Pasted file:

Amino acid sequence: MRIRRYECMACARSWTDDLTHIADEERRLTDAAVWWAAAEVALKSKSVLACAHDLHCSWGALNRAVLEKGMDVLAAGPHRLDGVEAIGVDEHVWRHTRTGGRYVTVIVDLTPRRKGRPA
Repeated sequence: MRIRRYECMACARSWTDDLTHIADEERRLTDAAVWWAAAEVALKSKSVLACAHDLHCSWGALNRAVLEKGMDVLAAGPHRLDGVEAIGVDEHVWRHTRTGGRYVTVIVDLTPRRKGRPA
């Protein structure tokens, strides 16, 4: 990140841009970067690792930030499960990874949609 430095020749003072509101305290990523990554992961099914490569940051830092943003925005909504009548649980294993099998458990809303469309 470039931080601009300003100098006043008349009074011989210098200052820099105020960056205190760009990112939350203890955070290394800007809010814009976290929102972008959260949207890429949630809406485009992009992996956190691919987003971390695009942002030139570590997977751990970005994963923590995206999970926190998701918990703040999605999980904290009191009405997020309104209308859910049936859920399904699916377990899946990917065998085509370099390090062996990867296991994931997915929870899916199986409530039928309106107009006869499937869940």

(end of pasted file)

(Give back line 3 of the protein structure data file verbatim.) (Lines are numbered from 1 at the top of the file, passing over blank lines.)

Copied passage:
């Protein structure tokens, strides 16, 4: 990140841009970067690792930030499960990874949609 430095020749003072509101305290990523990554992961099914490569940051830092943003925005909504009548649980294993099998458990809303469309 470039931080601009300003100098006043008349009074011989210098200052820099105020960056205190760009990112939350203890955070290394800007809010814009976290929102972008959260949207890429949630809406485009992009992996956190691919987003971390695009942002030139570590997977751990970005994963923590995206999970926190998701918990703040999605999980904290009191009405997020309104209308859910049936859920399904699916377990899946990917065998085509370099390090062996990867296991994931997915929870899916199986409530039928309106107009006869499937869940």